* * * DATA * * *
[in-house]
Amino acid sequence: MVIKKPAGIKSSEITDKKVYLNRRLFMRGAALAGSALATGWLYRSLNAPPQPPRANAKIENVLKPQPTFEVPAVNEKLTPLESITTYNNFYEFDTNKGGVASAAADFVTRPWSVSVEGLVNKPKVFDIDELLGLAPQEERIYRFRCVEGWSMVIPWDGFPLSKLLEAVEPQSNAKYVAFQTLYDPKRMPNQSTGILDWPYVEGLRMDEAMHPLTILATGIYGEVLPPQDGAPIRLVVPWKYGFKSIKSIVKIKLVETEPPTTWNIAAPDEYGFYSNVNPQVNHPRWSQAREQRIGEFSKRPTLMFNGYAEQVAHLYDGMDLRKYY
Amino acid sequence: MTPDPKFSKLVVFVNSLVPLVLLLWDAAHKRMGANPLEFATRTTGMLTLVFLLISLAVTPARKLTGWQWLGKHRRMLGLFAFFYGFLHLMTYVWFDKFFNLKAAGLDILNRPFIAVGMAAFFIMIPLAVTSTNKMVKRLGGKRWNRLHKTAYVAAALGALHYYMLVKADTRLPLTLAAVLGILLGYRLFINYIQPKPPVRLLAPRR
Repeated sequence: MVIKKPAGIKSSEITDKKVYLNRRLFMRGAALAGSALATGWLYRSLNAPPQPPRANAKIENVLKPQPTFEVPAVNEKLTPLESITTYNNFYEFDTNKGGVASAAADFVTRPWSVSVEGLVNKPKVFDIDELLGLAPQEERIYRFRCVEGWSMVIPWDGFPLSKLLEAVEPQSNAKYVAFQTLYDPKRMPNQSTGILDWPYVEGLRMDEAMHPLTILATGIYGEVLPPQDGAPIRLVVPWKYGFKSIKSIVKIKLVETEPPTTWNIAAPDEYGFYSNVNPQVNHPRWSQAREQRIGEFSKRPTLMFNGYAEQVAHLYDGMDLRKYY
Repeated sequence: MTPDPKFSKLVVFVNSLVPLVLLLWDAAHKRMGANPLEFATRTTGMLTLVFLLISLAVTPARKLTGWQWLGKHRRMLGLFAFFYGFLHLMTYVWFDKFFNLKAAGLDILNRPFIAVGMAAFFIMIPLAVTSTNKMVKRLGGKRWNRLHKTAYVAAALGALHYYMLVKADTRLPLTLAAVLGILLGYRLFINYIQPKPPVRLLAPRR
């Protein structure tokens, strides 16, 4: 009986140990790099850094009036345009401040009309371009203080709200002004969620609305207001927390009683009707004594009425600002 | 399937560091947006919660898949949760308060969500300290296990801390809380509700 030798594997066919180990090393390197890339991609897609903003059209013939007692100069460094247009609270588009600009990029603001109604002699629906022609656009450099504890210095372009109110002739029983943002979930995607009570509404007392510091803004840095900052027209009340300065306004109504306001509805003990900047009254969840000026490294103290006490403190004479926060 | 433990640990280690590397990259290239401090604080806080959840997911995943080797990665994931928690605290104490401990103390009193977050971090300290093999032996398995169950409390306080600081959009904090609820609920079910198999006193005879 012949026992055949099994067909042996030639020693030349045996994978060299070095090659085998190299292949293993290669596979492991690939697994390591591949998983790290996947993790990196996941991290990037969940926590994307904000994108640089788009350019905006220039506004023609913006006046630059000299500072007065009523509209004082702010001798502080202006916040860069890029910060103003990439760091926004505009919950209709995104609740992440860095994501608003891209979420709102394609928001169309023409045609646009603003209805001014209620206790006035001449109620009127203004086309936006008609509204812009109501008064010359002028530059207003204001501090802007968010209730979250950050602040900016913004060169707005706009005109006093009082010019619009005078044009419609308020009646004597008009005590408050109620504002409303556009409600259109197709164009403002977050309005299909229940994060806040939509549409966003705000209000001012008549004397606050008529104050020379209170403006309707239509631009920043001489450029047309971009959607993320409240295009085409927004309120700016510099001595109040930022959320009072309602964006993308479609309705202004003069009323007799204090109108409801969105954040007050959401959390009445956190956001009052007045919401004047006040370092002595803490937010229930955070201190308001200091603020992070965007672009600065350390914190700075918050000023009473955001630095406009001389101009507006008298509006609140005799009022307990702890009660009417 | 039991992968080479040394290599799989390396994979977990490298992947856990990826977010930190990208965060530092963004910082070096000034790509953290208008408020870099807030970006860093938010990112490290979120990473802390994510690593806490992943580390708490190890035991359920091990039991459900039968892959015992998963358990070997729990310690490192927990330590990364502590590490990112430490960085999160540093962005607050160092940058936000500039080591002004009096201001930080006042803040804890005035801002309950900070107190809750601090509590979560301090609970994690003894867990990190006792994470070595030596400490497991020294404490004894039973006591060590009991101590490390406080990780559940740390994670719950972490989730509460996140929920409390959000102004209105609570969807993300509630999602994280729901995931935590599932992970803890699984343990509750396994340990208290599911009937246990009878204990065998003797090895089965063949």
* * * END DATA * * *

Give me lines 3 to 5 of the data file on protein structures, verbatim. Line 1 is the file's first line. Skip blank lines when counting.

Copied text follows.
Amino acid sequence: MTPDPKFSKLVVFVNSLVPLVLLLWDAAHKRMGANPLEFATRTTGMLTLVFLLISLAVTPARKLTGWQWLGKHRRMLGLFAFFYGFLHLMTYVWFDKFFNLKAAGLDILNRPFIAVGMAAFFIMIPLAVTSTNKMVKRLGGKRWNRLHKTAYVAAALGALHYYMLVKADTRLPLTLAAVLGILLGYRLFINYIQPKPPVRLLAPRR
Repeated sequence: MVIKKPAGIKSSEITDKKVYLNRRLFMRGAALAGSALATGWLYRSLNAPPQPPRANAKIENVLKPQPTFEVPAVNEKLTPLESITTYNNFYEFDTNKGGVASAAADFVTRPWSVSVEGLVNKPKVFDIDELLGLAPQEERIYRFRCVEGWSMVIPWDGFPLSKLLEAVEPQSNAKYVAFQTLYDPKRMPNQSTGILDWPYVEGLRMDEAMHPLTILATGIYGEVLPPQDGAPIRLVVPWKYGFKSIKSIVKIKLVETEPPTTWNIAAPDEYGFYSNVNPQVNHPRWSQAREQRIGEFSKRPTLMFNGYAEQVAHLYDGMDLRKYY
Repeated sequence: MTPDPKFSKLVVFVNSLVPLVLLLWDAAHKRMGANPLEFATRTTGMLTLVFLLISLAVTPARKLTGWQWLGKHRRMLGLFAFFYGFLHLMTYVWFDKFFNLKAAGLDILNRPFIAVGMAAFFIMIPLAVTSTNKMVKRLGGKRWNRLHKTAYVAAALGALHYYMLVKADTRLPLTLAAVLGILLGYRLFINYIQPKPPVRLLAPRR